As it has been since 2008, the Women's Motocross Championship, sanctioned by AMA Pro Racing, has been dominated by two riders. One rider was clearly the strongest in the first half of the eight-round series; the second has swept the last six motos and three overalls. Both riders had potentially season-killing injuries near the midway point.
On Saturday at the Red Bull Lake Elsinore National, standings leader Jessica Patterson and second-place Ashley Fiolek enter the final round separated by only five points. Tarah Gieger is third, 10 points out of the lead.
Since 2008, Patterson and Fiolek have won all 37 overalls and all four championships. The chances of a complete five-year sweep look good, and if Fiolek reels off two more moto wins she will finish with a perfect second half and a fourth WMX title, which she vows will be her last. It's a huge comeback considering she thought her chances were dead in June when she missed Round 4 one week after finishing the previous round with a concussion.
"I just kept working and wanted to try to see how many points I could make up," Fiolek said of her second-half surge. "At the time I was returning, JP [Patterson] was dealing with an injury of her own, so that helped as well."
Five days before Round 5 in Michigan, Patterson crashed at Comp Edge MX in California and broke the second metacarpal in her left hand, close to her wrist. Patterson still raced July 7 and gutted out 13 points to Fiolek's 50. In hindsight, it's a move that kept her in this championship chase.
"I just tried to salvage some points," Patterson said. "In my head I thought I'd be able to do a little better, but when I was out there the pain was unbearable."
On July 9 she had surgery and on July 21 she competed again, this time with a plate and five screws in her hand. She finished fourth overall. Still not 100 percent, Patterson is seeking a record seventh WMX title. She said she started practicing again but only for two sessions per week to save strength and not injure her hand further. She has made modifications to her bike to help with handling because she still cannot make a fist, and the bottom of her pointer finger still goes numb. One noticeable change is the grip tape that covers her gas tank and air box, which provides more friction for her legs and knees and takes the pressure off her hands.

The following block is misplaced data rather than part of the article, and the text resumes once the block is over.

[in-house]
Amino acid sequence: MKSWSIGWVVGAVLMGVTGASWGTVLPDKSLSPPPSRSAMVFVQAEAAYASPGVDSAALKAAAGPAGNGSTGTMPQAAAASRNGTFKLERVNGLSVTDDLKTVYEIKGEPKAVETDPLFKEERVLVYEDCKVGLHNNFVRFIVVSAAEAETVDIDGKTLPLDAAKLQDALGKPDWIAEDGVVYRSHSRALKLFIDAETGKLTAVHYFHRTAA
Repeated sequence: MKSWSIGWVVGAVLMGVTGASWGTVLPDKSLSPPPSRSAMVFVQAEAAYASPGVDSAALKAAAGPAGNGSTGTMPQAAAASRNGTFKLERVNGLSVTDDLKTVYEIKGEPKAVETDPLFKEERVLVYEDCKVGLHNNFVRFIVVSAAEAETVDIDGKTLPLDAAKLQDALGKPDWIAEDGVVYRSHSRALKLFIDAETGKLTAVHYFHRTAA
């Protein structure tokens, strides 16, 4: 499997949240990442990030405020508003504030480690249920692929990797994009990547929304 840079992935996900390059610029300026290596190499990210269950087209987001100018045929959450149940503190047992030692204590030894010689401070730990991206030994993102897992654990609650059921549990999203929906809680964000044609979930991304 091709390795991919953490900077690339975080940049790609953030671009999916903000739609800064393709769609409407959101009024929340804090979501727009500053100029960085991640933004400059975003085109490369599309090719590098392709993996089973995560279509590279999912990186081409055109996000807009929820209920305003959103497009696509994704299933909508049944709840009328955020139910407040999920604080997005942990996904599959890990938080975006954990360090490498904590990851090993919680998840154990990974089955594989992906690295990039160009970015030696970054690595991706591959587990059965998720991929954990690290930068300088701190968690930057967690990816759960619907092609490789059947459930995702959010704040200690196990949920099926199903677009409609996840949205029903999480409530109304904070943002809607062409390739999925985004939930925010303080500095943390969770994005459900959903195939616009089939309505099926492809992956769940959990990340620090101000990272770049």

To win the title in Lake Elsinore this weekend she must stop Fiolek from winning both motos. One moto win and a second place will give Patterson the title, so she won't be backing down in either race. "If I take it easy, that's where the mistakes happen," Patterson said. "That's what can cost you championships."
Gieger, winner of the first moto at Round 4, is also eligible for the title. Her last overall win was in 2007.
Fiolek is happy to be in contention for a title she thought was long lost, and she's well aware that the shot at winning the title is in each rider's control.
"It's not over till it's over," she said. "It's on me, and I love the opportunity to make it happen for myself."
Fiolek, only 21, Tweeted in May that 2012 is her final season in WMX. She is sticking to her word, but has offered no information regarding her future plans.
"Absolutely! It is my last season in the outdoor series but certainly not racing! You will have to wait until November, sorry."